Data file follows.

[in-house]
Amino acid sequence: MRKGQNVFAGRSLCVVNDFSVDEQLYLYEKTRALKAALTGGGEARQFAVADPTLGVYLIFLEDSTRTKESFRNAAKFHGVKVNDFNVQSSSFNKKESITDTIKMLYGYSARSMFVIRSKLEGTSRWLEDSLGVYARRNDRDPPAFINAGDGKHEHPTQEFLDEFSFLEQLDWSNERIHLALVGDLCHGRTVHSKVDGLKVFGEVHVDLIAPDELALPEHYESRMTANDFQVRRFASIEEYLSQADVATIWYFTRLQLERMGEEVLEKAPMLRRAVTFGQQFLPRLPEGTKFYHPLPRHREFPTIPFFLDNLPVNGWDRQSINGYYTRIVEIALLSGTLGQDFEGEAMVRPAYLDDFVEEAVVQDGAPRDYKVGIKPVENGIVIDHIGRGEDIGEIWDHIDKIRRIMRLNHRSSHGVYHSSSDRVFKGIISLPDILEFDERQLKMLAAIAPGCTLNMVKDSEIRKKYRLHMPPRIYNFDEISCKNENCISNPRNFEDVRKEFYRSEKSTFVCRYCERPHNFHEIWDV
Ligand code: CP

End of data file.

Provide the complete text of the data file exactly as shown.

[in-house]
Amino acid sequence: MRKGQNVFAGRSLCVVNDFSVDEQLYLYEKTRALKAALTGGGEARQFAVADPTLGVYLIFLEDSTRTKESFRNAAKFHGVKVNDFNVQSSSFNKKESITDTIKMLYGYSARSMFVIRSKLEGTSRWLEDSLGVYARRNDRDPPAFINAGDGKHEHPTQEFLDEFSFLEQLDWSNERIHLALVGDLCHGRTVHSKVDGLKVFGEVHVDLIAPDELALPEHYESRMTANDFQVRRFASIEEYLSQADVATIWYFTRLQLERMGEEVLEKAPMLRRAVTFGQQFLPRLPEGTKFYHPLPRHREFPTIPFFLDNLPVNGWDRQSINGYYTRIVEIALLSGTLGQDFEGEAMVRPAYLDDFVEEAVVQDGAPRDYKVGIKPVENGIVIDHIGRGEDIGEIWDHIDKIRRIMRLNHRSSHGVYHSSSDRVFKGIISLPDILEFDERQLKMLAAIAPGCTLNMVKDSEIRKKYRLHMPPRIYNFDEISCKNENCISNPRNFEDVRKEFYRSEKSTFVCRYCERPHNFHEIWDV
Ligand code: CP